This is, in essence, the binary search that has been described in
words but with the loop unrolled.

Start with the last term. 0x0000ffff & x is non zero when the bit in
x is in the bottom half. The ! inverts this test and gives 1 when the
bit is in the top half and 0 otherwise. The << 4 turn this 1/0 into
16 or 0 and, lo, all this xs whose bit is in the top half should
return a number > 16.

The previous term does the same but looking for the bit in the top
half of either half. The result being to add 8 or 0 to the sum
depending on which quart of the bits the single set bit is in.

Each of the other terms adds another component to the sum depending on
finer and finder details about position of the bit we are looking for.

>> but i don't think that is what the OP wants. Â I think they want to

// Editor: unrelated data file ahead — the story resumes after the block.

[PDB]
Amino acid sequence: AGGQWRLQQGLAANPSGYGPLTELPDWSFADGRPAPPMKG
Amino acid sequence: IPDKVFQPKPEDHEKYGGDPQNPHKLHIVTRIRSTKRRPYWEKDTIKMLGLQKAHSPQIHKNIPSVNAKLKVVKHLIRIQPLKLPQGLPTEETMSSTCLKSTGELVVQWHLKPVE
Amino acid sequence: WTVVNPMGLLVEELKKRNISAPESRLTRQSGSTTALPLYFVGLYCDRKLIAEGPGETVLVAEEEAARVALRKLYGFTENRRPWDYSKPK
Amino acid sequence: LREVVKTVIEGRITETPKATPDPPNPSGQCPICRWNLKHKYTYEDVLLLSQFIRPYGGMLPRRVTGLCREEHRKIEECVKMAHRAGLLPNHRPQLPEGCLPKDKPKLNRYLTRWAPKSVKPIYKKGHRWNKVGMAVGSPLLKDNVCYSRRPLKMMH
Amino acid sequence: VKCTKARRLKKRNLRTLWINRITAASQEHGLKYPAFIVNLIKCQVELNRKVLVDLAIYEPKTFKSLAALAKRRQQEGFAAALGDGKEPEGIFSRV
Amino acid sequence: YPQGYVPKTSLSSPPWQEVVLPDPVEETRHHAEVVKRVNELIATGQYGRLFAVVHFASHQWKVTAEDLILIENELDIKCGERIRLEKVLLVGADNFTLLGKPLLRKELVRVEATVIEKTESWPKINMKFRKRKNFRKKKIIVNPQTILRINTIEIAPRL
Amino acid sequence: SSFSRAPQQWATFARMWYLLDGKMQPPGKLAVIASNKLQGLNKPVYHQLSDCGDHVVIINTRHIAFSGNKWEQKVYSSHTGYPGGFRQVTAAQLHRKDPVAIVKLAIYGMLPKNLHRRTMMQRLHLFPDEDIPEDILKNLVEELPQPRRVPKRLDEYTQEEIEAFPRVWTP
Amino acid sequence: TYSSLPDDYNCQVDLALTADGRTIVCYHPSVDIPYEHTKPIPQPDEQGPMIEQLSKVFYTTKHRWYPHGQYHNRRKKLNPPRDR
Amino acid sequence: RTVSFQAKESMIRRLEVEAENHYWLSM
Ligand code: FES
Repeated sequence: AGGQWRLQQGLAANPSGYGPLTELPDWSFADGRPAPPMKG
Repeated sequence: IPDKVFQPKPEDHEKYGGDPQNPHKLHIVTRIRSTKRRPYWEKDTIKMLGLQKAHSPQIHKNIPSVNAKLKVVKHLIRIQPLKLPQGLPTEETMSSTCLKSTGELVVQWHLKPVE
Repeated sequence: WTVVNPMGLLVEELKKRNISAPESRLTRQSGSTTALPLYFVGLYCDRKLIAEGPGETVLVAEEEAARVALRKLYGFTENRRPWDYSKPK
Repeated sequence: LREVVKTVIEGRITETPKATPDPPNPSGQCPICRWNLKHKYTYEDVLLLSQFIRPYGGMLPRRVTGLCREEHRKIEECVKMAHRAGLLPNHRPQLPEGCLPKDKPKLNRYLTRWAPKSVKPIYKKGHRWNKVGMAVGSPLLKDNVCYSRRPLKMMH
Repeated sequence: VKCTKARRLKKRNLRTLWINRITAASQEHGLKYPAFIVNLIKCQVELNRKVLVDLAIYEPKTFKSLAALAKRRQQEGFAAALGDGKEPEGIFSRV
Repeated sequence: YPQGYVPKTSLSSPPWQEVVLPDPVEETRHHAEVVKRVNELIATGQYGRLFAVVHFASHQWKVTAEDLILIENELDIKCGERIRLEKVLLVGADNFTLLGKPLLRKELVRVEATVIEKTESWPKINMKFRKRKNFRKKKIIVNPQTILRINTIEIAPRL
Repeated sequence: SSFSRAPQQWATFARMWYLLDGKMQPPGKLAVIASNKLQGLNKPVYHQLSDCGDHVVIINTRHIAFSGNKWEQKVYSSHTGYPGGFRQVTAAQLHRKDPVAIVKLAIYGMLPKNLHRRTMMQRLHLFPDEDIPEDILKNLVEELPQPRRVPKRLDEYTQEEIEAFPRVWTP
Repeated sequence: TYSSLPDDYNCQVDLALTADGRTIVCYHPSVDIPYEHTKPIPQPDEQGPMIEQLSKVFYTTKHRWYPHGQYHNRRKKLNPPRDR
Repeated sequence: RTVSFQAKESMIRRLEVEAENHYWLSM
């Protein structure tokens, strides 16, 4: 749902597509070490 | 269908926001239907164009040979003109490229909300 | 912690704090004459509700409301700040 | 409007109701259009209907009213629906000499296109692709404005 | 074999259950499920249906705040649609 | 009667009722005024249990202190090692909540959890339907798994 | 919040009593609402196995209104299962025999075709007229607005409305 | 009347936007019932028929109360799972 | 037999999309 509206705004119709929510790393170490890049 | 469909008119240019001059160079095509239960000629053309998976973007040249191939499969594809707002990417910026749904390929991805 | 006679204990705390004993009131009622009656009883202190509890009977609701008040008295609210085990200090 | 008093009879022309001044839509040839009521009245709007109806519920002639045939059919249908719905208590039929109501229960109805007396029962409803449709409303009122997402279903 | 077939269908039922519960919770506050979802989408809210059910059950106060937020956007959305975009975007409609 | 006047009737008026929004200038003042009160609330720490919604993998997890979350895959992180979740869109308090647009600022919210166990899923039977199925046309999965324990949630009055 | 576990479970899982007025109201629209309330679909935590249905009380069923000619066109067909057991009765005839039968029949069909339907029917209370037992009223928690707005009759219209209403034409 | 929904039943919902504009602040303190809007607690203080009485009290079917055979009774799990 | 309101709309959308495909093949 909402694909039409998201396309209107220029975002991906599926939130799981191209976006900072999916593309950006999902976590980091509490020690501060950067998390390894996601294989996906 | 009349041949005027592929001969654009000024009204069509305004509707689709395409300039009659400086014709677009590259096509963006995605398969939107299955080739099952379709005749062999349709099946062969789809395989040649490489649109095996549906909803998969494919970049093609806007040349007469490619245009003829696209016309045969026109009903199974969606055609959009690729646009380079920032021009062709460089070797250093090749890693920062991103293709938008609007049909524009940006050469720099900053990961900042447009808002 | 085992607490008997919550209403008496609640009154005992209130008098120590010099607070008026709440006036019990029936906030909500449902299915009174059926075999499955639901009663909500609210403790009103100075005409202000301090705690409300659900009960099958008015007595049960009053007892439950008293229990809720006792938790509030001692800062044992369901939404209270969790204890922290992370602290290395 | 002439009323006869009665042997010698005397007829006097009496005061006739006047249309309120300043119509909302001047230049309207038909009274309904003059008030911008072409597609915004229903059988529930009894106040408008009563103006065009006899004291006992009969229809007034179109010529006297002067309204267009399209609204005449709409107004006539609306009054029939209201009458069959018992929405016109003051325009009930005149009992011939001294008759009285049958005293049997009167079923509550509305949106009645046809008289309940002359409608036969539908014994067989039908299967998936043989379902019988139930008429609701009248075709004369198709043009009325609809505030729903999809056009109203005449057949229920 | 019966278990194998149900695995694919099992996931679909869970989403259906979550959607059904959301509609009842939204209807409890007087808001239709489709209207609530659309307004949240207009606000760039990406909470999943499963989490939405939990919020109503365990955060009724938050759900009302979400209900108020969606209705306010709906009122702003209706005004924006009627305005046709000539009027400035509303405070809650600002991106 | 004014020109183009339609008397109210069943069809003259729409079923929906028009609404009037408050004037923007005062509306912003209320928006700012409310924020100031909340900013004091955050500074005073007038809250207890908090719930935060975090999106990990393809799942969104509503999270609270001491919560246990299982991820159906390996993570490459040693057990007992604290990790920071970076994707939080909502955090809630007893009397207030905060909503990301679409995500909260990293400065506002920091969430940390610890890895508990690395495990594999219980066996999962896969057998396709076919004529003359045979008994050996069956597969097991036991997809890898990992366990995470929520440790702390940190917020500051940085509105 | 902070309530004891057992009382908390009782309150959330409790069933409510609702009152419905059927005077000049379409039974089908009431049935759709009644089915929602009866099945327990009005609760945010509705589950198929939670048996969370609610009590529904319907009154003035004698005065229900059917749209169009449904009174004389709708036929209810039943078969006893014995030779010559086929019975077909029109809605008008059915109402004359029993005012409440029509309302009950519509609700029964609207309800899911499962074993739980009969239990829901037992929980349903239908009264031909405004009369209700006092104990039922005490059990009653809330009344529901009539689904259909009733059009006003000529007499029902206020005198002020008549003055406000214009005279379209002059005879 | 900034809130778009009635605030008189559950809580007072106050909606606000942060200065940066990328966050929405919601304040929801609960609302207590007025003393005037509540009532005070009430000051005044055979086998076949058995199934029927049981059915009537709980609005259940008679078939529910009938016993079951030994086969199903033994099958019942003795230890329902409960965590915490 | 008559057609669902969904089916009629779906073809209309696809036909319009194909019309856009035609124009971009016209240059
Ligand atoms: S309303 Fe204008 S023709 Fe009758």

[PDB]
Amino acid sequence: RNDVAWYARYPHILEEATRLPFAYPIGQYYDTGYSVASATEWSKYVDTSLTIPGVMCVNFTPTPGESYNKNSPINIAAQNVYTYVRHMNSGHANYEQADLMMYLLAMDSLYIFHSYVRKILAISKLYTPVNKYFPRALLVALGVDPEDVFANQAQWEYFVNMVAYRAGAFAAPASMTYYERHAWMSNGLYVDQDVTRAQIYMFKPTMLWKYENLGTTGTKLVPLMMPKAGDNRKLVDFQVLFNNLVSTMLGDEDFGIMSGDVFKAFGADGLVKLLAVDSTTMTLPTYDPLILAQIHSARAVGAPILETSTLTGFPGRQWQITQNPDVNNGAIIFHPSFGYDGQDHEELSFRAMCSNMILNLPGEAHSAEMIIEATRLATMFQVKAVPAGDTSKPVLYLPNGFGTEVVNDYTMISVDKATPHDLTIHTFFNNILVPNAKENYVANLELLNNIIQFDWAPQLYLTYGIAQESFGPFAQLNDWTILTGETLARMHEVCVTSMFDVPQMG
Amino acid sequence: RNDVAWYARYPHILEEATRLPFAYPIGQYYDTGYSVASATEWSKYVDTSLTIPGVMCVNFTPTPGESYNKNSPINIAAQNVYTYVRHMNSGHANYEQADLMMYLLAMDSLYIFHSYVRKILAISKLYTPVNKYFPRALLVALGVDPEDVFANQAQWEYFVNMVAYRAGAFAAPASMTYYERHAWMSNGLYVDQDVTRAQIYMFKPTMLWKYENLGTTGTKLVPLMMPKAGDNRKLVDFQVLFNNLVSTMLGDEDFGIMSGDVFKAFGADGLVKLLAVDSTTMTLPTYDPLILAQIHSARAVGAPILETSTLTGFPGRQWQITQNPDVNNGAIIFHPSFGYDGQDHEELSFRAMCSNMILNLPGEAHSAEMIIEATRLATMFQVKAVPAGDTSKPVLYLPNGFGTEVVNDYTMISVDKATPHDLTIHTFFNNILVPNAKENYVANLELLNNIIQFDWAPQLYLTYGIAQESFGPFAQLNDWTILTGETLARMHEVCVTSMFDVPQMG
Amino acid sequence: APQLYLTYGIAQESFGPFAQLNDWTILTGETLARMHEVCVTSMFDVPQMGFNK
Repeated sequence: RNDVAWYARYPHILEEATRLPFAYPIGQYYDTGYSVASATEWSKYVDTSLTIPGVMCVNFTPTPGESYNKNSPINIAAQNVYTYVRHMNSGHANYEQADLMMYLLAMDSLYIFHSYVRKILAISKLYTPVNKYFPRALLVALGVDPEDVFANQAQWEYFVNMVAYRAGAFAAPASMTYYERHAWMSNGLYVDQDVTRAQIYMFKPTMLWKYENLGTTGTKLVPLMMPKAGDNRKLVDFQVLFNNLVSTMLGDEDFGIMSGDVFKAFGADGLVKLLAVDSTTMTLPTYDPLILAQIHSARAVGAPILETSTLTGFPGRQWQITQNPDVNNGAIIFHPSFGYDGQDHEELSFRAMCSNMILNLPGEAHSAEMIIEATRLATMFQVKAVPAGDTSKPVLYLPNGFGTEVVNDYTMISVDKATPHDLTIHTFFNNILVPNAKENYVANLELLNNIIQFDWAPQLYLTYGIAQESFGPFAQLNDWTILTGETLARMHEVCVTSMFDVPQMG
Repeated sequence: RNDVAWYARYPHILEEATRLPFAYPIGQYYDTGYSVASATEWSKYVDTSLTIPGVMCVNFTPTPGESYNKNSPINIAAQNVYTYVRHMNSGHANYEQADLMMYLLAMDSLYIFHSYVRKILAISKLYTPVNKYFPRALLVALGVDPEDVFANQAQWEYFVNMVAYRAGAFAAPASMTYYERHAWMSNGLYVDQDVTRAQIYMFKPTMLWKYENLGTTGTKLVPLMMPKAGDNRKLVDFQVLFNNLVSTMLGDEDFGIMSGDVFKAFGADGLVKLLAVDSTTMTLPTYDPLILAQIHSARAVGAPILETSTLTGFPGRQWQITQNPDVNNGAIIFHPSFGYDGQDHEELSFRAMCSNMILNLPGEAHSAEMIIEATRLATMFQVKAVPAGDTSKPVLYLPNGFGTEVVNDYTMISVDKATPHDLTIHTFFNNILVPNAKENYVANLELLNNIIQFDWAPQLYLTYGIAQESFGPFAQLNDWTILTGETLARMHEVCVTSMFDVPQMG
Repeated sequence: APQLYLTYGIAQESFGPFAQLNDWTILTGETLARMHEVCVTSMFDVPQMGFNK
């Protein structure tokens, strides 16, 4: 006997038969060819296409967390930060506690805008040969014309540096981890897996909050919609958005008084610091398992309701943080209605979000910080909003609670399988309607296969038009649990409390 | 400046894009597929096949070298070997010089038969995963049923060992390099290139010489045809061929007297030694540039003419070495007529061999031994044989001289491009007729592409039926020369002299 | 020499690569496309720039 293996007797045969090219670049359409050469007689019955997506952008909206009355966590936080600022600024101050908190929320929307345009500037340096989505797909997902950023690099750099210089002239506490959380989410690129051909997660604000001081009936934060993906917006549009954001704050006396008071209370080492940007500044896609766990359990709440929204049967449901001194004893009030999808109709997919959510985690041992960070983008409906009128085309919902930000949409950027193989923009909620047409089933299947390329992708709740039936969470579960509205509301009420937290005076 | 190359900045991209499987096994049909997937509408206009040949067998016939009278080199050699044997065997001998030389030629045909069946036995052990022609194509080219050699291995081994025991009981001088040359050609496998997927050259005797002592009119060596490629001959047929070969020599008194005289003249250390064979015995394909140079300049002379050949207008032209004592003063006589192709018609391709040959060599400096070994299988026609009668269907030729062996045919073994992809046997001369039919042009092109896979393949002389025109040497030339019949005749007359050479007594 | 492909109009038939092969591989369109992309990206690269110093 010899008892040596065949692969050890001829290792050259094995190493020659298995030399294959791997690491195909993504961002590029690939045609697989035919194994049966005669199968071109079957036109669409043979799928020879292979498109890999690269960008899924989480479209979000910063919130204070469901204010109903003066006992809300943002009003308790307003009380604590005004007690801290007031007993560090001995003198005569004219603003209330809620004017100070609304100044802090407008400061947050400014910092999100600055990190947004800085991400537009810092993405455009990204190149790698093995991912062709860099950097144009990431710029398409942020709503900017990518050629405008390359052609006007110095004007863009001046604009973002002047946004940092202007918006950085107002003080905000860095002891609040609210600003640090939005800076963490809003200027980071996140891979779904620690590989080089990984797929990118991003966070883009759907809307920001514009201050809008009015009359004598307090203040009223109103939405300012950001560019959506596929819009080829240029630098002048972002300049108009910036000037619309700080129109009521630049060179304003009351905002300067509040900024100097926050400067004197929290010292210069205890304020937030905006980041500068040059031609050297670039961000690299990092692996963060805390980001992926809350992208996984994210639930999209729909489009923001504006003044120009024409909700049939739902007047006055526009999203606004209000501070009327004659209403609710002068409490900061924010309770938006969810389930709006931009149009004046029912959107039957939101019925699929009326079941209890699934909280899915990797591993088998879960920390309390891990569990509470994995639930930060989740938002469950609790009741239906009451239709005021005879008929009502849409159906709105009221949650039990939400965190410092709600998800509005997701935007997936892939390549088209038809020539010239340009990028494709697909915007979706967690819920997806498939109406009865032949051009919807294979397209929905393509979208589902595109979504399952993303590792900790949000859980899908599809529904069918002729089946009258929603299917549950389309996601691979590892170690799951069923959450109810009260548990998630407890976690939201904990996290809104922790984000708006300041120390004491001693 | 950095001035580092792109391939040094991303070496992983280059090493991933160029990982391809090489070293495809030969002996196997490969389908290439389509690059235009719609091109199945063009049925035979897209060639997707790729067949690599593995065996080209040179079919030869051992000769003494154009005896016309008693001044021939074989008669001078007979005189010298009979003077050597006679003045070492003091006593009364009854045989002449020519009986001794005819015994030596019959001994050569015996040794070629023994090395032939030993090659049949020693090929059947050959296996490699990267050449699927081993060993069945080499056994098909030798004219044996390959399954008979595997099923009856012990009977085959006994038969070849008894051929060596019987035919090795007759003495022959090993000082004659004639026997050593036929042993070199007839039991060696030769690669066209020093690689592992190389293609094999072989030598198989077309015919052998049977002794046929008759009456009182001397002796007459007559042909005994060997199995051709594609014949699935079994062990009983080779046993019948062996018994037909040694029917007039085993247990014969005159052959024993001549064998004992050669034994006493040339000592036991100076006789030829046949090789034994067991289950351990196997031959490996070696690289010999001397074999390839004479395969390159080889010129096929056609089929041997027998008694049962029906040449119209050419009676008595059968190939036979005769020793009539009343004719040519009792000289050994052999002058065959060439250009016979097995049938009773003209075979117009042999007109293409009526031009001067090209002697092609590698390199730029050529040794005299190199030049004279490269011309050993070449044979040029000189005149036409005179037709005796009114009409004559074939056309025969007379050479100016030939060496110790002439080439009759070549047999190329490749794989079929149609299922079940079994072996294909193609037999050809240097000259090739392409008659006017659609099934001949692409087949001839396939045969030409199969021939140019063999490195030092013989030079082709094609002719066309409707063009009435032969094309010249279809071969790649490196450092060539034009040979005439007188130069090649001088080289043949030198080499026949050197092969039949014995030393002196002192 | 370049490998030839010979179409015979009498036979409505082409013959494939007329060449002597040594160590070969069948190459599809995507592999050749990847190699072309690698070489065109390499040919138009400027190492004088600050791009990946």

>> iterate through all the 1s in an unsigned int (well, lets hope it's
>> unsigned). Â I think the K&R reference might be to using x & (~x + 1).
>> The two can be combined of course to print the numbers corresponding
>> to bits set:
>>
>> Â  Â  Â while (x) {
>> Â  Â  Â  Â  Â  uint32_t low_bit = x & (~x + 1);
>> Â  Â  Â  Â  Â  printf(" %d", bit_set(low_bit));
>> Â  Â  Â  Â  Â  x &= ~low_bit;
>> Â  Â  Â }

~x flips all the (value) bits in the unsigned int. A run on zeros at
the least significant end of x turns into a run of 1s. For example,
if x is 100011000, ~x is 011100111. Adding 1 to this will put the
zeros back again and leave a 1 where the least significant bit was
set: 011101000. The "and" of x and this value will have only one bit